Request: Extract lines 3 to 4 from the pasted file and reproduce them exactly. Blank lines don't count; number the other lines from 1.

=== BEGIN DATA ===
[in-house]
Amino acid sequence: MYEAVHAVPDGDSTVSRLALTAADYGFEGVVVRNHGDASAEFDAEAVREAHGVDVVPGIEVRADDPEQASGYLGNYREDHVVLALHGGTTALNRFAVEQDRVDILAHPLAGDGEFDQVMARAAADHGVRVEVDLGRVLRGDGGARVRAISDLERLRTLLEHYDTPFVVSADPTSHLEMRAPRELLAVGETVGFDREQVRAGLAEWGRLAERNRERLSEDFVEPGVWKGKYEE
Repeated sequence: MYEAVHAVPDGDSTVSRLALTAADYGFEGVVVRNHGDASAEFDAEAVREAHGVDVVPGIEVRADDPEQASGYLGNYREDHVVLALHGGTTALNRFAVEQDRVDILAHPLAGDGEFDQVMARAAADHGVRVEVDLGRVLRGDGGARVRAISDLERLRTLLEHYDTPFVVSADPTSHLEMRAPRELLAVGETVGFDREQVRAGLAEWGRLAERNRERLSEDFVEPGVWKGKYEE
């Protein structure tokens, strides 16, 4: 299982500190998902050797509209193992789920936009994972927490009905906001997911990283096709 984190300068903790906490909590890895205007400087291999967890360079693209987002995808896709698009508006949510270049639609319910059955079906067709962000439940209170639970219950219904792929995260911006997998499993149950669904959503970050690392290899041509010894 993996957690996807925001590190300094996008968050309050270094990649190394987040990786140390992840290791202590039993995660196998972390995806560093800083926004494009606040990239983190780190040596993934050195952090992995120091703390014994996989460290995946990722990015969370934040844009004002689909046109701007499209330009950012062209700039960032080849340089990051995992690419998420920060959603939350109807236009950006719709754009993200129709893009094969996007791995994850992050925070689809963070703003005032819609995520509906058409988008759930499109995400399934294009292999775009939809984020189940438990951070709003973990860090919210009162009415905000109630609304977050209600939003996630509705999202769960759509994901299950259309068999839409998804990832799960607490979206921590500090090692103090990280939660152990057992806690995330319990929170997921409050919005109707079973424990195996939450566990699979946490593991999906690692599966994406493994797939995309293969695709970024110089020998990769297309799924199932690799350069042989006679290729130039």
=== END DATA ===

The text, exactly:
Repeated sequence: MYEAVHAVPDGDSTVSRLALTAADYGFEGVVVRNHGDASAEFDAEAVREAHGVDVVPGIEVRADDPEQASGYLGNYREDHVVLALHGGTTALNRFAVEQDRVDILAHPLAGDGEFDQVMARAAADHGVRVEVDLGRVLRGDGGARVRAISDLERLRTLLEHYDTPFVVSADPTSHLEMRAPRELLAVGETVGFDREQVRAGLAEWGRLAERNRERLSEDFVEPGVWKGKYEE
């Protein structure tokens, strides 16, 4: 299982500190998902050797509209193992789920936009994972927490009905906001997911990283096709 984190300068903790906490909590890895205007400087291999967890360079693209987002995808896709698009508006949510270049639609319910059955079906067709962000439940209170639970219950219904792929995260911006997998499993149950669904959503970050690392290899041509010894 993996957690996807925001590190300094996008968050309050270094990649190394987040990786140390992840290791202590039993995660196998972390995806560093800083926004494009606040990239983190780190040596993934050195952090992995120091703390014994996989460290995946990722990015969370934040844009004002689909046109701007499209330009950012062209700039960032080849340089990051995992690419998420920060959603939350109807236009950006719709754009993200129709893009094969996007791995994850992050925070689809963070703003005032819609995520509906058409988008759930499109995400399934294009292999775009939809984020189940438990951070709003973990860090919210009162009415905000109630609304977050209600939003996630509705999202769960759509994901299950259309068999839409998804990832799960607490979206921590500090090692103090990280939660152990057992806690995330319990929170997921409050919005109707079973424990195996939450566990699979946490593991999906690692599966994406493994797939995309293969695709970024110089020998990769297309799924199932690799350069042989006679290729130039």